Vancouver-based lesbian cartoonist, writer, and editor Sarah Leavitt’s graphic memoir Tangles: A Story about Alzheimer’s, My Mother, and Me is not for the faint of heart. It’s a powerful work, to be sure, but this power comes at quite a cost: Tangles is ultimately a heartbreaking and difficult read. At the same time though, it’s honest, beautiful, and important, perhaps because it’s so hard to read at times. If you’re looking for graphic narratives focused on queerness, Tangles isn’t that, although Leavitt’s sexuality does play a small part in the narrative. The memoir is, however, an impressively complex look at the issues that come with aging and ill parents, with a striking honesty and straightforwardness.
I’ll get what I liked least about the book out of the way first: the drawings. Maybe I’m spoiled by the density and complexity of Alison Bechdel’s two graphic memoirs or the lush colour and detail of the Y: The Last Man series, but I found Leavitt’s drawings sparse and unpolished. The people were little more than stick figures, and were roughly drawn. There were hardly any background or setting drawings, which made the large pages feel kind of empty. Leavitt may have done the drawings this way to some specific purpose, a benefit of the doubt I’m certainly willing to give her, but to me they seemed simply to be evidence of a lack of effort or time or resources on her part to refine the visual aspects of the book. It’s not that I thought that the graphic medium didn’t (or couldn’t have) served the memoir well; rather, it’s that I felt the potential of the cartoons for the story overall wasn’t exactly harnessed.
Leavitt is very talented with words, though, especially using sparse dialogue to great effect to characterize the difference between herself and her family. For example: her dad: “Oy vey, Sarah! Not everything is a feminist battle! Relax!” Her mom: “Sweetie, I’m glad you’re happy, but do you have to use the word ‘dyke’?” Her sister: “All I want is for some guy to ask me to marry him. Then my life will really start.” I also particularly enjoyed how Leavitt focused on her family’s love of words and how her parents taught her and her sister “that language, words, and books belonged to us, that they were exciting and powerful, and that being smart and good with words was one of the most important things to strive for.” I think Leavitt has certainly lived up to this teaching with the written part of the memoir.
I appreciated that Leavitt portrays a different kind of coming-out story other than the I’ve-known-since-I-was-five variety. After moving to Vancouver from Fredericton, Leavitt phones her mom to tell her about all her new friends, a lot of whom are lesbians; she also tells her mother that she thinks she might be a lesbian too, even though she has a live-in boyfriend at the time. Her mother is very supportive, but points out that she might just be excited about her new friends and not actually be a lesbian at all. Leavitt’s response is: “By that point, I’d decided that I did want to be a lesbian, so Mom’s theory worried me. But then my boyfriend moved out.” When she ‘officially’ comes out to her parents a little while later, they say “That’s great honey. But didn’t you tell us that already?” I found all of this refreshing for a few reasons: a) Leavitt doesn’t shy away from the politically dangerous territory of ‘choosing’ to be queer (her ‘wanting’ to be a lesbian); b) her parents’ reaction is simultaneously supportive and nonchalant; c) Leavitt explains how explicitly her sexuality is linked to her feminist, anti-racist, and other political activism.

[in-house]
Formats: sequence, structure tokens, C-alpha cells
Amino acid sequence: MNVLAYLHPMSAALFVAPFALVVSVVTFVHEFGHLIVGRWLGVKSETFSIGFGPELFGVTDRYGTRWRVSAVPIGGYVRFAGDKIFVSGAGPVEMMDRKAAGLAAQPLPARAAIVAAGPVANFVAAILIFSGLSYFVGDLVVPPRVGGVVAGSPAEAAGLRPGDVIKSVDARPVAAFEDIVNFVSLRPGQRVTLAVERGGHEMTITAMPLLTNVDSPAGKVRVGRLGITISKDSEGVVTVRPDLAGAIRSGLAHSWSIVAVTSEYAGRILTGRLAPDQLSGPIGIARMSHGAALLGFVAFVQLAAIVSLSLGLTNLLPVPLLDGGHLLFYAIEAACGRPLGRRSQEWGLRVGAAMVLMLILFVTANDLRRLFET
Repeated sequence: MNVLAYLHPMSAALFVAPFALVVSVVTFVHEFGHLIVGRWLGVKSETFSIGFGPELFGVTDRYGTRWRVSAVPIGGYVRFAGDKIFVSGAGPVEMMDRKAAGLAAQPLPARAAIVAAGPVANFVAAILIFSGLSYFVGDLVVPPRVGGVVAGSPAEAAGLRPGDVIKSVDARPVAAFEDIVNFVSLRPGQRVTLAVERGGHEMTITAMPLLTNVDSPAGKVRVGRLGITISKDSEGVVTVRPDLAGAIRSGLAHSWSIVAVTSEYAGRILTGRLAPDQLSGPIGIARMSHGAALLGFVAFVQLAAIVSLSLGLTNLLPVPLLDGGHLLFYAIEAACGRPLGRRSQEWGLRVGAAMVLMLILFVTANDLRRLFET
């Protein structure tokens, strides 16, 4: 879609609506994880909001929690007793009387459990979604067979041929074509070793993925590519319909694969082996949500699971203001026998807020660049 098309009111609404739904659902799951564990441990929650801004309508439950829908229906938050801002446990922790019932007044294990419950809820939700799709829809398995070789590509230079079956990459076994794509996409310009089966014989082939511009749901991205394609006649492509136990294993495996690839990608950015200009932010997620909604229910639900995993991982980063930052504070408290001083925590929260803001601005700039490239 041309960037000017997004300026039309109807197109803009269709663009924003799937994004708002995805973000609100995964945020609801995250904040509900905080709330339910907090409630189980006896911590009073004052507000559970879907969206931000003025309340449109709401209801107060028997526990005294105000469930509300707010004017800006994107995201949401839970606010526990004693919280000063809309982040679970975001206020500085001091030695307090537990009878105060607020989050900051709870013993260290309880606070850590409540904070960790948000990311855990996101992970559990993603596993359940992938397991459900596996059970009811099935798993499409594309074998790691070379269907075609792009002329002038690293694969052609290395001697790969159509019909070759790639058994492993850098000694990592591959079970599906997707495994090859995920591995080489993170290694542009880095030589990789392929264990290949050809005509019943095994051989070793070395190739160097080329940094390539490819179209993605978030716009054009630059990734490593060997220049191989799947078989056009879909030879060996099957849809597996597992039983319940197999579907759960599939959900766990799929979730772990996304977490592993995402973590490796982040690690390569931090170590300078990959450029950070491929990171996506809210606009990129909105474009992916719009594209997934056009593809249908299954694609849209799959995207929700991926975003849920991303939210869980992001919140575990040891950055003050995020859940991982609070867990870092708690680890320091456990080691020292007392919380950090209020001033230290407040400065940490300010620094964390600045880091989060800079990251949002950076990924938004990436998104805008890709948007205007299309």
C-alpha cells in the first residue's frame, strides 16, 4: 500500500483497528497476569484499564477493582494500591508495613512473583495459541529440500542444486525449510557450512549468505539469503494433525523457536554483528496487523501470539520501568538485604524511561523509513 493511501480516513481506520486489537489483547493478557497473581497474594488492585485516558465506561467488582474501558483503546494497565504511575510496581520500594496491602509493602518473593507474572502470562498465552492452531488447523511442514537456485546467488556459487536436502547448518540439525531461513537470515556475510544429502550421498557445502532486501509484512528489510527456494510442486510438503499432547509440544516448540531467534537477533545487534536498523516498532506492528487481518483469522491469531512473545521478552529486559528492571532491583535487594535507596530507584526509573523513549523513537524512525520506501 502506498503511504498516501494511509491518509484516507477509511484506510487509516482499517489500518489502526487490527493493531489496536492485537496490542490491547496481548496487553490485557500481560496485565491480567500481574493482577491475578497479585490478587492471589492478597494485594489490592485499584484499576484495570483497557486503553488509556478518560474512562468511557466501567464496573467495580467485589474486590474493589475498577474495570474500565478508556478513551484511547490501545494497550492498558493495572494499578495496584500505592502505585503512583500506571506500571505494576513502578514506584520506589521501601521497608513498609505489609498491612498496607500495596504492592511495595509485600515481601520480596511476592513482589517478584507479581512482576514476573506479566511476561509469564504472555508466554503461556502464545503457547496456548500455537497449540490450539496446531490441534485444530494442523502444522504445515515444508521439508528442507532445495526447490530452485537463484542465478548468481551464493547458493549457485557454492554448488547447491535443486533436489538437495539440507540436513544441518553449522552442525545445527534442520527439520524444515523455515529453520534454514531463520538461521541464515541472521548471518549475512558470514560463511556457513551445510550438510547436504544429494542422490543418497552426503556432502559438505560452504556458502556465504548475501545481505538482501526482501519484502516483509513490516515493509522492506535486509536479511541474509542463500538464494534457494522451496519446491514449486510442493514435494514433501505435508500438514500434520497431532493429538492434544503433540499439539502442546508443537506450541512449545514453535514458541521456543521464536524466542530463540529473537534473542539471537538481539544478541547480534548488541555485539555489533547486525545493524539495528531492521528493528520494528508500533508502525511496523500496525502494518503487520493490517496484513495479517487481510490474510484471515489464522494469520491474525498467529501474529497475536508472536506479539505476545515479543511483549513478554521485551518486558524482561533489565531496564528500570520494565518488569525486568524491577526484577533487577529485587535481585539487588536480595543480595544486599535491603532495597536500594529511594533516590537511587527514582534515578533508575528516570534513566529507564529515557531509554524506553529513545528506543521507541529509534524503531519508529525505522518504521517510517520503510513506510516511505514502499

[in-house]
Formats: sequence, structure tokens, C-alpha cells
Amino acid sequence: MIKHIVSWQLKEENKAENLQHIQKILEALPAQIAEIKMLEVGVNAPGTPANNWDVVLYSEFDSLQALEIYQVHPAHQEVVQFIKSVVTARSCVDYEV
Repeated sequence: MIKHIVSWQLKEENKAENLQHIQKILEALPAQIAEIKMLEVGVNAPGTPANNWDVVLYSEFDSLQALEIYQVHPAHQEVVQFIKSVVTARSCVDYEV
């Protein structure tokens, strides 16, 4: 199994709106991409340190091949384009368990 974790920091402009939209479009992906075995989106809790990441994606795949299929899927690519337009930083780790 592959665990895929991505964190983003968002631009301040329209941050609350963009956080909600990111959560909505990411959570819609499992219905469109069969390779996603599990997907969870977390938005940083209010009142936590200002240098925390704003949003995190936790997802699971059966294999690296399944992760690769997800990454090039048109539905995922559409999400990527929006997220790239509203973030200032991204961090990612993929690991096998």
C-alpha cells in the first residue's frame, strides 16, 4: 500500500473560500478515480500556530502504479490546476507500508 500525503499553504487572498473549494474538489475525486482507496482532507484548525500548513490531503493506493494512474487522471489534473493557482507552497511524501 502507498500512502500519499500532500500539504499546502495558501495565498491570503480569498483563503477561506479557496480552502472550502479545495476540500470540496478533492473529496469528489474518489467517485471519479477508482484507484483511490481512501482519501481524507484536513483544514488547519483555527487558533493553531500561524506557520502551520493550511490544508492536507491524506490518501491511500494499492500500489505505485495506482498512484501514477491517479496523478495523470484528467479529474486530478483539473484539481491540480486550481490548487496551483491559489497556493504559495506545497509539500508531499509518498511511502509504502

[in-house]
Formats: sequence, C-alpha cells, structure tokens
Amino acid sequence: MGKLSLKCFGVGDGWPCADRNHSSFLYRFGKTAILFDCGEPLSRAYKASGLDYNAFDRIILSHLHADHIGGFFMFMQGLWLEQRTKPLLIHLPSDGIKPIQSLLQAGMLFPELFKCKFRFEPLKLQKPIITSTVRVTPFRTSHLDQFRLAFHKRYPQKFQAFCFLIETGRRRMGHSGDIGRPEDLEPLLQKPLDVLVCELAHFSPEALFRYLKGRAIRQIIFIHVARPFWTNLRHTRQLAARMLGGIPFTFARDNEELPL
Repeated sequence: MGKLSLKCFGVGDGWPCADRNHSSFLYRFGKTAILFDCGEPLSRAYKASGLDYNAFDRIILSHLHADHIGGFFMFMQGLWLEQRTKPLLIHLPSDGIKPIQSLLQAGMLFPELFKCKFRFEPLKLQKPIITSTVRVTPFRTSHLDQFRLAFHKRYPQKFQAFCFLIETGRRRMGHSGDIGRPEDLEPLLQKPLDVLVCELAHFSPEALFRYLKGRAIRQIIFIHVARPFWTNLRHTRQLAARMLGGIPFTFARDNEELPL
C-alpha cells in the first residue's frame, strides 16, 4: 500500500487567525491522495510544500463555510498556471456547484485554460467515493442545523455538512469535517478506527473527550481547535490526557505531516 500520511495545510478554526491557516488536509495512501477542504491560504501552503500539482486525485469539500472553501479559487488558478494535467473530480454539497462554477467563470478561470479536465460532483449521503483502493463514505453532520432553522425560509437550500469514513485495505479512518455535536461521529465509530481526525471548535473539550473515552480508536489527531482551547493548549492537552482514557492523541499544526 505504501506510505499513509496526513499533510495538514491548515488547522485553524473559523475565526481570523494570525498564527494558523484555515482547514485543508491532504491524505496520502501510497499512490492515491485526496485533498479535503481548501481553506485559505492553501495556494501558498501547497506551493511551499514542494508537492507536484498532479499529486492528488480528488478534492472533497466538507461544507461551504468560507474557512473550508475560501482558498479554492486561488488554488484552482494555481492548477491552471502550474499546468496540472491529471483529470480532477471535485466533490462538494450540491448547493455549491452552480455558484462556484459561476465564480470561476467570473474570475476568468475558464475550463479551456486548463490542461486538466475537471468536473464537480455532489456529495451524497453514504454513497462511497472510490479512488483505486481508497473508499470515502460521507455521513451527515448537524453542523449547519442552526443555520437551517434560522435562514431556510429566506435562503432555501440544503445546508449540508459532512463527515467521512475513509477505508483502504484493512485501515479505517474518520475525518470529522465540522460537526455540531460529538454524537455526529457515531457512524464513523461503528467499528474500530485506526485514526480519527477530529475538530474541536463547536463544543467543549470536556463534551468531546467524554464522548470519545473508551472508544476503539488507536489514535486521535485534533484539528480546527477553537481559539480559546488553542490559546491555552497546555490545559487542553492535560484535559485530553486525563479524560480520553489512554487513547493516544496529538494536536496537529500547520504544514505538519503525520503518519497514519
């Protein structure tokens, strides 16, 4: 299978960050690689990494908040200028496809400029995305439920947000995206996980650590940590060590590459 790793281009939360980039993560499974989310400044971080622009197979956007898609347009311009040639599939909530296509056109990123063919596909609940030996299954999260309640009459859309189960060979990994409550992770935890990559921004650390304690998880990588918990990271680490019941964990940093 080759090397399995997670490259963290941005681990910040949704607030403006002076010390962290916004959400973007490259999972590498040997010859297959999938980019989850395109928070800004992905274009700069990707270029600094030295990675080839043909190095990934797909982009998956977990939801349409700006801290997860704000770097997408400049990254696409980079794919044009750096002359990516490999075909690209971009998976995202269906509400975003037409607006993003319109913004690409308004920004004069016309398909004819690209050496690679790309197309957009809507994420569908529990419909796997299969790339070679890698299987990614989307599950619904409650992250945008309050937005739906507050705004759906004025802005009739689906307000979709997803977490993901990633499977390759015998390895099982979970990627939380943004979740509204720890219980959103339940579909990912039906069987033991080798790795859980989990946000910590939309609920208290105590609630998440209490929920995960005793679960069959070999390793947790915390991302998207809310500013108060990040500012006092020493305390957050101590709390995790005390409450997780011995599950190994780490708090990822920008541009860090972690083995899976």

After establishing the characters of her family, herself, and her relationship with them, the memoir begins to address its main focus: Leavitt’s mother’s diagnosis of and battle with Alzheimer’s. The emotion of Sarah and her family’s slow discovery that their mother or wife has early onset Alzheimer’s (she began showing symptoms at only age 52) is palpable. It’s heartbreaking, actually, to watch the person Leavitt’s mother was fade away slowly throughout the narrative. The book slips forward and backward in time while gradually moving forward as the disease progresses and takes more and more of who she used to be. Make no mistake, this is a painful book. One of the most agonizing scenes is where Leavitt and her mother are walking down the street holding hands and two teenage boys yell “dykes” at them; Leavitt writes: “Whenever I’d held hands with Mom in Fredericton I had worried that this would happen. It finally had.” This is just one of many scenes that are fucking heartbreaking.
It’s the power of such scenes that push me to highly recommend this memoir, despite some reservations about the style of its visual aspects. If you do pick up this title, don’t say I didn’t warn you: have some Kleenex handy at all times.